It was towards the end of the closing session of the New Orleans Netroots Nation 2018 live stream on Facebook when a group of activists took the stage suddenly. Holding signs reading “#BlackAssCaucus”, a member began to speak before the podium and stunned the liberals/progressives in attendance both physically and virtually.
He told us all to do better. To be more inclusive. To reach out beyond our privileges and safe havens. It was straight up ballsy and inspiring, to say the least.
I had to reach out.
Ashton Woods is a Black Lives Matter – Houston activist. He was the man who spoke truth to those wanting to speak truth to power that afternoon.
Most cordially, we chatted about the event, his speech, his activism and other pressing issues. The passion. The intelligence. The confidence. He’s a shining example of bravery in the face of opposition.
Bill Arceneaux: What was running through your mind, moments before taking the stage at Netroots Nation 2018?
Ashton Woods: The biggest thing on my mind in those moments is that this is yet another avoidable mistake for Netroots. I mean that they have the tools that were given to them by myself and so many others to make huge improvements to the conference.
BA: How long have you been an activist and what made you become one?
Ashton: My activism started age at 15 when I was navigating through my freshman of high school. I had been questioning my sexual orientation and in the process of coming out, I helped to start a GSA (Gay/Straight Alliance)… one of the first in New Orleans high schools. But, what made me become an activist has a lot more to do with my skin tone than it does my sexual orientation. Racism, white supremacy and power structures that stem from it are what activated me.
BA: What steps can Netroots Nation, The Democratic Party and every other progressive group in this country take to become more inclusive?
Ashton: Hire Black folks, especially women… hire more POC (people of color) in general. When I say this, I mean people who have direct experience with much of the subject matter that each entity or progressive group may have to address. Another thing to do and this is important: LISTEN. Listen actively when someone from a marginalized group tells you that what you are doing and saying does not feel good. Listening allows you to avoid GASLIGHTING people by denying their lived experience and centering yourself. Inclusion is more about equity than it is about equality and that means that we need to be in the room, AT THE TABLE making decisions that are “inclusive” and not just there as diversity hires –> tokenism.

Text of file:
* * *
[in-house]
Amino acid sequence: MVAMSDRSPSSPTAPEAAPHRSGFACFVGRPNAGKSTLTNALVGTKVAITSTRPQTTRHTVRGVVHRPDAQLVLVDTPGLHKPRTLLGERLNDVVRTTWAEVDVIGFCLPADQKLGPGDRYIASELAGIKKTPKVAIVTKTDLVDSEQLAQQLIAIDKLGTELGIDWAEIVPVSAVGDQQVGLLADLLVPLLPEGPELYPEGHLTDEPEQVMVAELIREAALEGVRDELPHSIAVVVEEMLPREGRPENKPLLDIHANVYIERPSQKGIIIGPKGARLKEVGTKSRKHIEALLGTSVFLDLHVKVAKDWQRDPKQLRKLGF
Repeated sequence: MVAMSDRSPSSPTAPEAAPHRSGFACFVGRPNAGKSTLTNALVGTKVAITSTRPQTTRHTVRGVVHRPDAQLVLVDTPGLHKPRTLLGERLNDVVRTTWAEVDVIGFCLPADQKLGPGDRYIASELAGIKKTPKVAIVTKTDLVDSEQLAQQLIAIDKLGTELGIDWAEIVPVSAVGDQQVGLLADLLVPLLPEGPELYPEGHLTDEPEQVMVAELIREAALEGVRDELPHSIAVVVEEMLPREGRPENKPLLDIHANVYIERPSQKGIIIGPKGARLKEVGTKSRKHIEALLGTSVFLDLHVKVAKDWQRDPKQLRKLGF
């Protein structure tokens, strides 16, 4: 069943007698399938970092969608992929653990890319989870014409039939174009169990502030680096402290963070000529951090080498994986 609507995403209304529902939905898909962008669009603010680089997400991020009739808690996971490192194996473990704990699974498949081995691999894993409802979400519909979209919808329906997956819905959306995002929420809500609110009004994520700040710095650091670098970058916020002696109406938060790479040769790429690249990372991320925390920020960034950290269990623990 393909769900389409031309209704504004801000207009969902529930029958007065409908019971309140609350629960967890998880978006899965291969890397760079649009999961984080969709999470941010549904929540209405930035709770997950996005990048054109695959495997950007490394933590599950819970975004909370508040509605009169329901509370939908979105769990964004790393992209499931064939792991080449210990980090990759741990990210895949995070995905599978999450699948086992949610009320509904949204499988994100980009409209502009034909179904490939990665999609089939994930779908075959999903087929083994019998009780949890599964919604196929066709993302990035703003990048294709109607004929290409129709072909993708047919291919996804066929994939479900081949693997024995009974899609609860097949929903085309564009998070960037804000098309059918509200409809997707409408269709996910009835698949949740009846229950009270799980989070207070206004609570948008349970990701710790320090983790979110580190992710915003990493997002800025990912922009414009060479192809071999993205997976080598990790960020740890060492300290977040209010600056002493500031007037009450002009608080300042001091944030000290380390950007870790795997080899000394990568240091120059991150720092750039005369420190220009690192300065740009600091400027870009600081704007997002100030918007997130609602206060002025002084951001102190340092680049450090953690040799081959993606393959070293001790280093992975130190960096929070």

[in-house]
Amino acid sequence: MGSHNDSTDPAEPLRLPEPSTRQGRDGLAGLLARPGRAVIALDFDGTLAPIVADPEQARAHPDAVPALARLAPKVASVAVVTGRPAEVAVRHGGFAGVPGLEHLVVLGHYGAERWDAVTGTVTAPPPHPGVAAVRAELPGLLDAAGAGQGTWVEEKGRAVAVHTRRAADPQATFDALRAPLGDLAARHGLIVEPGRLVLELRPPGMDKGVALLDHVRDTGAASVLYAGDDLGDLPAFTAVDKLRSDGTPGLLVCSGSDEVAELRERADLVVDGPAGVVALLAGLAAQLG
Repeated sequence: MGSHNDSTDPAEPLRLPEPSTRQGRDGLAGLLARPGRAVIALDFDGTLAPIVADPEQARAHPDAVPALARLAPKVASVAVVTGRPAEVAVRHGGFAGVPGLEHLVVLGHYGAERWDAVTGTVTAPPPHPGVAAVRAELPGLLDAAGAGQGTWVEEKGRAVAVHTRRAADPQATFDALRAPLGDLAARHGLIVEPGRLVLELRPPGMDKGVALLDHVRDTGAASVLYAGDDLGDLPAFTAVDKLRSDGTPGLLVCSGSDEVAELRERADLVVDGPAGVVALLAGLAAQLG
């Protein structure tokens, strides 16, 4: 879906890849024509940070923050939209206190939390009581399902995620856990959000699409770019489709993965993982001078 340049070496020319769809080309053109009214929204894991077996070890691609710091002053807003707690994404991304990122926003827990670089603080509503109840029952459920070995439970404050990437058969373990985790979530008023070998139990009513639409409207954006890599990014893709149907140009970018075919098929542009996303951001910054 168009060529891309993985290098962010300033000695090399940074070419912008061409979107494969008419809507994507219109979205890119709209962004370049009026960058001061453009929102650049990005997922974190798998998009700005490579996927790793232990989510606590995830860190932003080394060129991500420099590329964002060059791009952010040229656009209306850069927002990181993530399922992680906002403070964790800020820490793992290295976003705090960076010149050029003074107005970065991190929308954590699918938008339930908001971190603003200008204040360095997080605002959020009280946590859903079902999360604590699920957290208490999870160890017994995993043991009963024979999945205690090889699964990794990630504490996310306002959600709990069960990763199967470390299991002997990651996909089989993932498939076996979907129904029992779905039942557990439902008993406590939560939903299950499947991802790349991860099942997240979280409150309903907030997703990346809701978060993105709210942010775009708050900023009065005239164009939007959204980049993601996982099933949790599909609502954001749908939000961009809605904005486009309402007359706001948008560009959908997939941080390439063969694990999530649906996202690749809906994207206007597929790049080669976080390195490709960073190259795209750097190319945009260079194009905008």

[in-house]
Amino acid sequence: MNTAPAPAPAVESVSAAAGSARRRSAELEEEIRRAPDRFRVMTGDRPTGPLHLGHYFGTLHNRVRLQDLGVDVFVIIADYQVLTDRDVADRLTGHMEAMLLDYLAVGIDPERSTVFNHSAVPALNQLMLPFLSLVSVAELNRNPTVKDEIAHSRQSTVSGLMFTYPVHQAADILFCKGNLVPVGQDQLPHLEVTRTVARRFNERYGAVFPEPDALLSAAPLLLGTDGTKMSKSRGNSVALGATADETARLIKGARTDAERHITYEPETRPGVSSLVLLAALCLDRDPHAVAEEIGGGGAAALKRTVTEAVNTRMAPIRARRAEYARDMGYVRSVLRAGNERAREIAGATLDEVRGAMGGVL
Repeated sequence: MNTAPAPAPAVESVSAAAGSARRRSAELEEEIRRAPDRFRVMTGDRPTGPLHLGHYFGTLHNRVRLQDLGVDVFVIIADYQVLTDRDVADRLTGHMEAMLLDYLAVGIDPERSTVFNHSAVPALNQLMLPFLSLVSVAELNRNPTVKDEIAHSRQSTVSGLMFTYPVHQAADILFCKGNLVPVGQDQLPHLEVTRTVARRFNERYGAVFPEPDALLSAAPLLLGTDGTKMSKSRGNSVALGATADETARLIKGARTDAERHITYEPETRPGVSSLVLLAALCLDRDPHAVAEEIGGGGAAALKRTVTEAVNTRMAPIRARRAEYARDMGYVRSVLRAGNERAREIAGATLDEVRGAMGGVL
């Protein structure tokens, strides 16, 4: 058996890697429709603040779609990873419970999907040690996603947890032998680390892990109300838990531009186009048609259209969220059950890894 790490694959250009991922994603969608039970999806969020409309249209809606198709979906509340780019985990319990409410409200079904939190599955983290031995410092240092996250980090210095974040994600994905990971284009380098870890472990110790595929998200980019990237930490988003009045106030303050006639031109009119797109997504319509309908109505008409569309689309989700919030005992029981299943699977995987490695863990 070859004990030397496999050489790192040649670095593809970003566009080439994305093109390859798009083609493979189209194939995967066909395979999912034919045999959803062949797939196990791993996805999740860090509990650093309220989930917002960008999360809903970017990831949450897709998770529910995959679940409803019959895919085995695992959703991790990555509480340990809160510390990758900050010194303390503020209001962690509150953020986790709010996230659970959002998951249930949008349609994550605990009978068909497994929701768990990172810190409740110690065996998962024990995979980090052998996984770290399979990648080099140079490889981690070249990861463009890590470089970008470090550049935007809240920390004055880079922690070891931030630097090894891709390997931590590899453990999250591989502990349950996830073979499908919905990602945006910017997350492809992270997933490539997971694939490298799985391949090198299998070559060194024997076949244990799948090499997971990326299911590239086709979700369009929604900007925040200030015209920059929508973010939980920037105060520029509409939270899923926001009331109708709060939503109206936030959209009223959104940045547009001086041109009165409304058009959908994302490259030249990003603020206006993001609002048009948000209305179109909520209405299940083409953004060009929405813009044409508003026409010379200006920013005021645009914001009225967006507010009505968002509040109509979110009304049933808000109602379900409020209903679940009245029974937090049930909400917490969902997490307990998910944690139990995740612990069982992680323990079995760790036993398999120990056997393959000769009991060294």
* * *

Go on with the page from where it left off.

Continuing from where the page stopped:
BA: How did the idea for the “Black Ass Caucus” come about? Was it planned with convention organizers? Will there be more speeches and/or events to come for the group?
Ashton: To make it plain, my first Netroots was horrible and is what led me to take part in a larger disruption of Bernie Sanders. That year Tio Oso ran a community center near the convention site of NN15 and she along with others organized Blackroots to counter the fact that EVERY caucus and session that had to do with race was labeled POC and that any Black centering or AAPI or Latinx centering proposals were rejected. Because of this we had to be innovative and from that year forward, Netroots sought to make improvements and implement changes but by the time they made it to NN16 in St Louis attendance had dropped. More improvement came last year in Atlanta and at the same time some things were a bit off, it was the vitriolic reaction from many white people when we disrupted NN17 during Stacey Evans’ keynote. We were demanding that if this space were truly progressive, people who do things like try to harm public schools should not be allowed to speak, let alone receive our support. The Black Ass Caucus came about at this year’s Netroots because all of the Black (Black is capitalized to denote race and respect) centering programming were scheduled to overlap each other. It was like a competition of sorts until a group of folks reorganized the schedule and we were able to attend sessions as a unit and it worked really well. As you can see, Netroots does the bare minimum, passes it off as a major improvement and we have to light fires under their asses to go back to the drawing board every time.